There are huge security problems in doing this so you should absolutely limit as much as possible the privileges of the user running the terminal. Of course it’s not such a great idea give your root password to Gmail (unless you disable chat recording Gmail logs all your chats!) so don’t execute programs like su or SSH (although in theory you can do).

I’ve added Access Control List mechanism to choose which buddies are allowed to REQUEST, STEAL or RESET sessions. ACLs are the default choice for each operation. You can modify default policy in the server plugin settings. To add/remove a buddy to a ACL just right click on the buddy and choose the operation. “Which ACLs” tells in which ACLs buddy is subscibed.

You should not even let all your buddies to control the terminal. What I’ve done to test this plugin is create a new account and add only personal accounts as contacts.

I could see some odd behavior i.e. with Home key. Let’s debug!

For now take it carefully and in no way consider this plugin safe or stable.

Dummy Protocol used:

  1. CLIENT to SERVER: #IMRA_REQ# (or #IMRA_STL#)
  2. SERVER to CLIENT: #IMRA_ACP# (or #IMRA_DNY# if server don’t accept for any reason such as steal not allowed)
  3. CLIENT to SERVER and SERVER to CLIENT: #IMRA_DAT#[BASE64 I/O]
  4. CLIENT to SERVER or SERVER to CLIENT: #IMRA_QUI# (on closing the conversation window client or server side)

Command #IMRA_RST# implies SERVER close the active session if any and listen for new requests.


TODO:

  • Secure Session that is to encrypt data

Download

Compiled on libpurple 2.7.11 (this means you have to use 2.7.X or newer!).

ARCHFileLast UpdateVersion
Linux i386instant_messaging_remote_access_client-0.0.1.i386.tar.gz 29/05/20110.0.1
Linux i386instant_messaging_remote_access_server-0.0.2.i386.tar.gz 04/06/20110.0.2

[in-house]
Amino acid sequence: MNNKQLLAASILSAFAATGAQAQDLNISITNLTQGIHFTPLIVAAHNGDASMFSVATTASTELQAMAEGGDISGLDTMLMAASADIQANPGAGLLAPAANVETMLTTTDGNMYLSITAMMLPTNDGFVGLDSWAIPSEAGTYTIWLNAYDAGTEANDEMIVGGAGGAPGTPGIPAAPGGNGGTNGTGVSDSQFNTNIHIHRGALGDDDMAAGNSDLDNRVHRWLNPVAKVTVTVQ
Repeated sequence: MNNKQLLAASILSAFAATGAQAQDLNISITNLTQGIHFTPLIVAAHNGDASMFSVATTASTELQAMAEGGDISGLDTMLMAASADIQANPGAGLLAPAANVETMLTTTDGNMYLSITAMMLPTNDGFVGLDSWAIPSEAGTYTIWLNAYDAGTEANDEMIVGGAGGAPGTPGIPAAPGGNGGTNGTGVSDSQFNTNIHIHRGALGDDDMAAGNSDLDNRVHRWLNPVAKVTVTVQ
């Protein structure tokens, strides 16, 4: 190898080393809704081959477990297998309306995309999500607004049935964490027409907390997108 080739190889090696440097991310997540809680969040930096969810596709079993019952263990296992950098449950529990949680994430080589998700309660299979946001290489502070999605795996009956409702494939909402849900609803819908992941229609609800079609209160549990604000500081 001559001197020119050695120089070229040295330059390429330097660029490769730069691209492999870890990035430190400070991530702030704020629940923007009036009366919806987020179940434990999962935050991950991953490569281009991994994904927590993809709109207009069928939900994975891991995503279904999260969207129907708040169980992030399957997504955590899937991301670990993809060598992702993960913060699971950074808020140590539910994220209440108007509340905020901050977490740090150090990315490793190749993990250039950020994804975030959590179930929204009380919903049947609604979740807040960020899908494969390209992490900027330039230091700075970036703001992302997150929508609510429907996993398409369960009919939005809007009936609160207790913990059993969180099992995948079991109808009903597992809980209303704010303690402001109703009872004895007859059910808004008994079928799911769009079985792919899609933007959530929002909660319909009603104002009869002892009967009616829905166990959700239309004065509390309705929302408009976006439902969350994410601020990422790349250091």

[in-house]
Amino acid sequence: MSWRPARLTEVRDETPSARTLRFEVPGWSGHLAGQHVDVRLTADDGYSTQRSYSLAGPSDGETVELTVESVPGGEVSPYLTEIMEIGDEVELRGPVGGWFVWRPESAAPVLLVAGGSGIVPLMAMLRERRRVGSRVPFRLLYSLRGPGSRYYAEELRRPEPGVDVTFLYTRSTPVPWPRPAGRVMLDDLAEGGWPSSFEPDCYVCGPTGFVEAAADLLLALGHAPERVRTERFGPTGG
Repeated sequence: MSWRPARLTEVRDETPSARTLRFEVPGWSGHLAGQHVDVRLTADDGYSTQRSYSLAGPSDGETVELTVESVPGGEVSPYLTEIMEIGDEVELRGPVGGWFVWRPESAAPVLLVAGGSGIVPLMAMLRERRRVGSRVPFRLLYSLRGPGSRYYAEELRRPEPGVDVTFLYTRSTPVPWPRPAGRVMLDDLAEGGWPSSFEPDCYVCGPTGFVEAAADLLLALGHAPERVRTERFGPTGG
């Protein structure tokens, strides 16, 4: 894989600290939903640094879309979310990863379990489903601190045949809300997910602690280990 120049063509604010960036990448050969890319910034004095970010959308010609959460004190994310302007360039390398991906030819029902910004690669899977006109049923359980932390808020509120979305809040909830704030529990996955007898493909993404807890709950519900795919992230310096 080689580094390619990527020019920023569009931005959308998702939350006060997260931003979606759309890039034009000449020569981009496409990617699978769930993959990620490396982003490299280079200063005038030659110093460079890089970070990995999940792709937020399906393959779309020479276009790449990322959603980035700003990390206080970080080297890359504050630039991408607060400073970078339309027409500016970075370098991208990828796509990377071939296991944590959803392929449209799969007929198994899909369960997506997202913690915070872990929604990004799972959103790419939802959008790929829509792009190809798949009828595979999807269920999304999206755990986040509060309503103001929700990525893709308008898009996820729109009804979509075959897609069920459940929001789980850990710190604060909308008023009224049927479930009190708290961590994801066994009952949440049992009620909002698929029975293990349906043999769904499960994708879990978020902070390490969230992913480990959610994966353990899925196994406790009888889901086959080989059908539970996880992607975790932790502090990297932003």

Linux i386 imra_console-0.0.1.i386.tar.gz 29/05/20110.0.1
Linux amd64 Coming soon… ?29/05/20110.0.1
Sourceinstant_messaging_remote_access_client-0.0.1.src.tar.gz 29/05/20110.0.1
Sourceinstant_messaging_remote_access_server-0.0.2.src.tar.gz 04/06/20110.0.2
Sourceimra_console-0.0.1.src.tar.gz 29/05/20110.0.1

Changelog

DateVersionNote
29/05/20110.0.1First
04/06/20110.0.2Added ACLs to server to improve security

Contacts:

For bugs reports, hints, … email me at federico.zanco ( at ) gmail.com.

How to install:

These are general instructions to build and install my purple plugins.
LINUX:
To build the plugin you have to install gcc, GNU make, pkg-config and pidgin developing dependencies (or maybe only libpurple if in your os they are distribuited separately). I.e. in Debian/Ubuntu, open a terminal and type:

sudo apt-get install gcc make pkg-config pidgin-dev

then to build type:

make

to install (default directory is ~/.purple/plugins) type:

make install

You can also create a compressed tar by typing:

make tar

How to use:

Compile and Install (read INSTALL) or Download (from this page) the plugin for your arch.

Linux: if you don’t have GNU make program installed on your system, to install the plugin manually copy instant-messaging-remote-access-[client/server].so in your purple dir:

(if ~/.purple/plugins/ does not exist: $ mkdir ~/.purple/plugins/ )
$ cp instant-messaging-remote-access-[client/server].so ~/.purple/plugins/

Restart Pidgin and in Tools/Plugins you should see ImRA [client/server]